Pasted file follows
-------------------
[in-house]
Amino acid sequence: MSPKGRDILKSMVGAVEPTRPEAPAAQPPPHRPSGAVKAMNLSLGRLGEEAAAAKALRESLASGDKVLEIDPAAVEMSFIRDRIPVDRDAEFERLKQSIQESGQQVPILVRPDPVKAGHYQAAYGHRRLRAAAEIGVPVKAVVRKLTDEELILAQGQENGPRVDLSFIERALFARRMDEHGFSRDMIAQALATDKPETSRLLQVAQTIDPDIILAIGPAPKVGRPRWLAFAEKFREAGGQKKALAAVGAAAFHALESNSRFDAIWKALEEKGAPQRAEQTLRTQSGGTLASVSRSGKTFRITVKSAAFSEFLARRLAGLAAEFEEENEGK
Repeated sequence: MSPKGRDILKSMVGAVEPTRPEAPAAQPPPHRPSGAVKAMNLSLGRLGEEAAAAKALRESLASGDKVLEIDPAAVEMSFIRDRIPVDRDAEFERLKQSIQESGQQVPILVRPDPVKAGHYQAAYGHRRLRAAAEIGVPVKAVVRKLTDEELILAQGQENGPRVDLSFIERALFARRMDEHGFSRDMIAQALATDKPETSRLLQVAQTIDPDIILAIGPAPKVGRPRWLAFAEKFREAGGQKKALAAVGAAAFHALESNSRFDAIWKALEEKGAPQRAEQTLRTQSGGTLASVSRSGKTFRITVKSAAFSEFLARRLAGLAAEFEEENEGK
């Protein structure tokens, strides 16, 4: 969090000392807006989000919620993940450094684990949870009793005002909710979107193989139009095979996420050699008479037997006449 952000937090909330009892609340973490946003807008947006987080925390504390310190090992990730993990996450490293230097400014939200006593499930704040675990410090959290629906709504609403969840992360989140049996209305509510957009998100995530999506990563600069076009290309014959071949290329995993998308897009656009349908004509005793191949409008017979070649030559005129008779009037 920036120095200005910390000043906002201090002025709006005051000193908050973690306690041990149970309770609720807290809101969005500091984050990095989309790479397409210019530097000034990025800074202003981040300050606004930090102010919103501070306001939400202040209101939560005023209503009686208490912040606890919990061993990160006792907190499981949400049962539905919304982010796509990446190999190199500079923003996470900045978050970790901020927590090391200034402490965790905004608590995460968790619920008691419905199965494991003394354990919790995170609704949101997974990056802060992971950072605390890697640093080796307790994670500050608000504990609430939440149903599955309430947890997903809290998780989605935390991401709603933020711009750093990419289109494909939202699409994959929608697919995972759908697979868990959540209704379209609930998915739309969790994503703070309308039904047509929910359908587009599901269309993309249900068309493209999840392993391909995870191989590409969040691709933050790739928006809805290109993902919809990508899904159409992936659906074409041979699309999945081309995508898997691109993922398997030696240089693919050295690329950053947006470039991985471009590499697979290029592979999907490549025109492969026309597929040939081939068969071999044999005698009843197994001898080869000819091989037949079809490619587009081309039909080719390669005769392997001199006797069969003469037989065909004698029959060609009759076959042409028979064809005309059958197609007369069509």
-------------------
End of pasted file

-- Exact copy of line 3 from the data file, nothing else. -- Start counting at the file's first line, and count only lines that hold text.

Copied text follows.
Repeated sequence: MSPKGRDILKSMVGAVEPTRPEAPAAQPPPHRPSGAVKAMNLSLGRLGEEAAAAKALRESLASGDKVLEIDPAAVEMSFIRDRIPVDRDAEFERLKQSIQESGQQVPILVRPDPVKAGHYQAAYGHRRLRAAAEIGVPVKAVVRKLTDEELILAQGQENGPRVDLSFIERALFARRMDEHGFSRDMIAQALATDKPETSRLLQVAQTIDPDIILAIGPAPKVGRPRWLAFAEKFREAGGQKKALAAVGAAAFHALESNSRFDAIWKALEEKGAPQRAEQTLRTQSGGTLASVSRSGKTFRITVKSAAFSEFLARRLAGLAAEFEEENEGK